Source: AP Photo/Steve Helber, File.
By Leah Barkoukis
Virginia Attorney General Jason Miyares issued a legal opinion this week addressing the issue of vaccine mandates at state institutions of higher education.
The issue at hand was whether or not in-state colleges and universities could require the vaccine “as a general condition of enrollment or in-person attendance.”
“A prior Opinion of this office…concluded that the ‘broad specific and implied discretion’ granted to institutions of higher education in § 23.1-1301 and other statutes contained in Chapter 13 of Title 23.1 permitted public institutions of higher education to condition in-person attendance on receipt of an approved COVID-19 vaccine. That opinion, however, failed to consider § 23.1-800,” a statement from the attorney general’s office said.
“As recognized in the prior opinion, ‘[t]here is no question that the General Assembly could enact a statute requiring the COVID-19 vaccine for in-person school attendance.’ As of this writing, it has not done so. Over the course of the COVID-19 pandemic, the General Assembly has amended other statues to address pandemic-related issues,” the statement continued.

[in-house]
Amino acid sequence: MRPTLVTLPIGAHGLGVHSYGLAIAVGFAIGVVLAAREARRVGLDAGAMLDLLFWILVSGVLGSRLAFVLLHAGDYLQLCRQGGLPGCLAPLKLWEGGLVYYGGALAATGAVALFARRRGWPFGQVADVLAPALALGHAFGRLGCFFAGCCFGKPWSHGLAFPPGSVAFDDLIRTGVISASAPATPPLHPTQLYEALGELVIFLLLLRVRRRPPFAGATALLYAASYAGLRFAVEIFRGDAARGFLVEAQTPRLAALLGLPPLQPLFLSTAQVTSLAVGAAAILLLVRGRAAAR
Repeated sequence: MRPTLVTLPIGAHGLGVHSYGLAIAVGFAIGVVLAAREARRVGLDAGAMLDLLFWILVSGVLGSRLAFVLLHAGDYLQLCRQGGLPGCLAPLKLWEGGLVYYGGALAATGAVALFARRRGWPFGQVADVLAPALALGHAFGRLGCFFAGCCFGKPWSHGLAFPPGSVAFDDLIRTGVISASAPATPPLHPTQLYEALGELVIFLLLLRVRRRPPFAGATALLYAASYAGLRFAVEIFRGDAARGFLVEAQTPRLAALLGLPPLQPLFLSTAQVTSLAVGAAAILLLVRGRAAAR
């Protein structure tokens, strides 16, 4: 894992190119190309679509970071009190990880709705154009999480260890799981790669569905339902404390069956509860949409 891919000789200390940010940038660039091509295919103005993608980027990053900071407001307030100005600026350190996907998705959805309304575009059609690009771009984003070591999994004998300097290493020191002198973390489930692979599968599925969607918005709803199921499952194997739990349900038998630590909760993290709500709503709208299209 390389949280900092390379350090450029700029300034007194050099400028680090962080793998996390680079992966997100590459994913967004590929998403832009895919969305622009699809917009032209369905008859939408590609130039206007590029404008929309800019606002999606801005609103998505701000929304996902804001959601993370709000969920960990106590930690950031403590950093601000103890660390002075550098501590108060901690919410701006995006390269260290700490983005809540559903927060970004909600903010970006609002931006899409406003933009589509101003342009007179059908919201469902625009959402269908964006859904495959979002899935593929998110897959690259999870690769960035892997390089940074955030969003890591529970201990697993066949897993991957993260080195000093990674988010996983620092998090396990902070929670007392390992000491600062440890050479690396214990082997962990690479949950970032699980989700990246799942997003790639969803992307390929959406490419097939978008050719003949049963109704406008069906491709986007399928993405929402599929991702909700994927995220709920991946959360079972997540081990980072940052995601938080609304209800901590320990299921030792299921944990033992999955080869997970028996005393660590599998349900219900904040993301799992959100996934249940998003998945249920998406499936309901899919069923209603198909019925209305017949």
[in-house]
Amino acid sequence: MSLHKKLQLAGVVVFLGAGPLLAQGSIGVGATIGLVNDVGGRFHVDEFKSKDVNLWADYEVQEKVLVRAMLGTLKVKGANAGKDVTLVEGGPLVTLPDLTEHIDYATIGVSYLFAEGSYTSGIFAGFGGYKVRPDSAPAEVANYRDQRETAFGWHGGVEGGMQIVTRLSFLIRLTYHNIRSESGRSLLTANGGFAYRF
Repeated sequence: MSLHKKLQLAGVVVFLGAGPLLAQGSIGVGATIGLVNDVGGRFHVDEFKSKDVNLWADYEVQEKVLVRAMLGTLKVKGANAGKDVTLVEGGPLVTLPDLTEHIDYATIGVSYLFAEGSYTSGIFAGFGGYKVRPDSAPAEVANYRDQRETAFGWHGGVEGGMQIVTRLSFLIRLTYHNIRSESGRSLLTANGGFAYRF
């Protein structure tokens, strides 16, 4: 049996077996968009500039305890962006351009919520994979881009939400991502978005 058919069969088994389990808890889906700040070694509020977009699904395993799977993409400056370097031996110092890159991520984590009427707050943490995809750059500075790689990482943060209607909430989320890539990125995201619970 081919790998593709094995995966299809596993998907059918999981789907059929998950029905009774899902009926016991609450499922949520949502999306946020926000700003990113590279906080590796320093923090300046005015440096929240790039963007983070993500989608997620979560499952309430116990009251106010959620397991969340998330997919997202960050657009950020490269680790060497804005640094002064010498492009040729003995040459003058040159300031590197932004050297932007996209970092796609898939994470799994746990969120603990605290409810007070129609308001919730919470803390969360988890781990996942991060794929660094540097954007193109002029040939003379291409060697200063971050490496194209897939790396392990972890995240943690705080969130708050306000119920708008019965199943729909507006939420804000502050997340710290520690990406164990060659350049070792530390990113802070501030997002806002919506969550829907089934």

While public institutions of higher education assisted health departments in administering the vaccine, “the legislation did not grant such institutions power to impose vaccine requirements.”
Miyares concluded that without the authority to mandate the Covid-19 vaccine from the General Assembly, Virginia colleges and universities cannot make the jab a condition of enrollment or in-person attendance.
Virginia Attorney General opinion: public universities cannot require Covid 19 vaccines for in-person attendance. pic.twitter.com/oLL5qGrdPs
— Marina Medvin (@MarinaMedvin) January 28, 2022